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The sibling bond

We all know that our parents shape our personalities, but, says psychologist Dorothy Rowe, we often overlook how much our identity is influenced by our siblings

by Psychologies

Sibling attachments may be warm and loving, but often they’re made up of equal parts of affection and irritation, even anger and rivalry. Sometimes we feel nothing but hatred, or resentment. Yet they have an enormous influence on whom we become.

Despite this, we still find our siblings endlessly fascinating. I’ve seen 18-month-old May, the youngest of four, on a cold morning and dressed only in a nappy, crawl across a freezing patio to reach her playing siblings. Sometimes they played with her and made a fuss of her, at others they ignored her or yelled at her if she touched their toys.

Like an inveterate gambler, May lived in hope that her siblings would reward her. Their mixture of rewards and punishments led May to form the strongest kind of attachment, what psychologists call anxious attachment; a varying mixture of love and fear. This anxiety stems from the knowledge that our siblings have a unique power over us. More than anyone else, they know us well enough to know what will hurt us the most. Only a sibling knows innately how to trigger that sick, panicked feeling we experience when we’ve been humiliated, rejected or betrayed.

Threatened with being annihilated as a person, we defend ourselves. We may deflect the attack, perhaps by forming an alliance with a parent or another sibling.

We might use our position in the family to our advantage. As the oldest child, we can claim to be in charge. As the youngest we can demand to be looked after. We also learn other ways of gaining attention, or affection or admiration. We might become the drama queen, or the one who cossets the others. When a ploy works, we use it again and again, until it becomes part of us, something we do without thinking.

It’s these habits and skills that we carry into adult life and use unthinkingly in our relationships.

Not all siblings defend themselves by carving out a separate role for themselves. Instead, some siblings become extremely close, almost inseparable, forming an impenetrable bond. For example, when siblings discover that their parents are so absorbed in themselves that they have little interest in their children, the children cling together. The danger here is that we may not experience a sense of ourselves as an individual, and our closeness may prevent us from forming other strong relationships.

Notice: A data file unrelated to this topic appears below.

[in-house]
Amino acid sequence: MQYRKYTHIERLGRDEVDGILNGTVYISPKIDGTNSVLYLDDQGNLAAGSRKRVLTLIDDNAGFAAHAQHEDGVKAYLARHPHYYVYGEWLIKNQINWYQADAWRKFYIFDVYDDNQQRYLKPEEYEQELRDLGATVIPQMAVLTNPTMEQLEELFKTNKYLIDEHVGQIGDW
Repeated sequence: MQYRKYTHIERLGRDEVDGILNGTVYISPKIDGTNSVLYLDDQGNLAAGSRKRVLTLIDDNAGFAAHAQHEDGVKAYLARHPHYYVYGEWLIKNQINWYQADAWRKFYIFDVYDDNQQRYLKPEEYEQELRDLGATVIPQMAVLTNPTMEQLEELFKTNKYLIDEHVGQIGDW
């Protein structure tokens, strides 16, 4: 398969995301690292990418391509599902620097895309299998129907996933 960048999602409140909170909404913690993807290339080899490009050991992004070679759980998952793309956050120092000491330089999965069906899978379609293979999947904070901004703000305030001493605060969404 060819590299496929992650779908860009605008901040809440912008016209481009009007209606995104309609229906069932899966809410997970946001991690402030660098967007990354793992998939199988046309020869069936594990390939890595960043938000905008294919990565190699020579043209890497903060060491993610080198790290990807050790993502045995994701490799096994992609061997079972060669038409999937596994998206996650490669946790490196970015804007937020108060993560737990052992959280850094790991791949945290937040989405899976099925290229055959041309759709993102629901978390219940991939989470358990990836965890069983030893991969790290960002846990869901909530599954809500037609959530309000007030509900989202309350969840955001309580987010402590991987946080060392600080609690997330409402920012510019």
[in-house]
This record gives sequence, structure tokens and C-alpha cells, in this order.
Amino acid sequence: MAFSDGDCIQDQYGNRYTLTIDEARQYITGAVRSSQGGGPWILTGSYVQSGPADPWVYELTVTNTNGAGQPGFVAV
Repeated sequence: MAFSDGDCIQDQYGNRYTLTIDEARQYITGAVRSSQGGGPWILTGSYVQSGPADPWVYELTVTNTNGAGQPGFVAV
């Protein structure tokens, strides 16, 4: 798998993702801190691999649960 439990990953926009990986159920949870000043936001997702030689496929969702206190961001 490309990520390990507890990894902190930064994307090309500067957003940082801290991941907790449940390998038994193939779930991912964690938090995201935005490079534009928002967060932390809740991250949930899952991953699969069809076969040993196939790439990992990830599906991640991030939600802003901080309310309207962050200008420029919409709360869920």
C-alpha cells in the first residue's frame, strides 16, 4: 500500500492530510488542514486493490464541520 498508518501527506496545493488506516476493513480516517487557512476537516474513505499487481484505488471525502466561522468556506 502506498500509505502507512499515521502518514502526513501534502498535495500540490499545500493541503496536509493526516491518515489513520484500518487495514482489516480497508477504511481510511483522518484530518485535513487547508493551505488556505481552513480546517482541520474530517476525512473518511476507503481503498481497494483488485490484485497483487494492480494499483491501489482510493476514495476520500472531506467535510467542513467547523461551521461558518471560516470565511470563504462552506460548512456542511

Alternatively, children may adapt to the roles their parents give them. A hard-pressed mother may reward her oldest child for taking responsibility in looking after the younger children. The last-born can find himself treated as the baby of the family. These roles can continue to bring benefits as well as burdens later in life. Think about why you haven’t moved on from your family role. Perhaps you find some rewards in the situation, or you prefer to keep up a pretence that everything is fine rather than speak truthfully and provoke a terrible scene. Perhaps you haven’t given these things much thought, because the prospect of change is frightening.

Try stepping away from your old roles and re-evaluating how helpful they are to you now. As adults, we can learn to recognise when we’re reacting to others the way we respond to our siblings, and can adjust that behaviour.

But when we’re with our siblings, we can still find ourselves behaving just as we did when we were children. This is partly because siblings’ memories differ. Memory isn’t a filing cabinet. It’s a construction. We try to construct the kind of memories with which we can live. Sometimes a family trauma can create an opportunity to renew our relationship. Sometimes siblings are able to put aside their differences and become friends by talking.

But you need to start the conversation by telling your sibling about your affection for them. You need to make clear from the outset that you want to have a conversation different from all those you’ve had in the past. Have the courage to put yourself in a vulnerable position, and, if you fail, comfort yourself with the thought that at least you’ve tried. Chances are you’ll find that your siblings, like you, want to know the joy of sharing a long history with a dearest friend.

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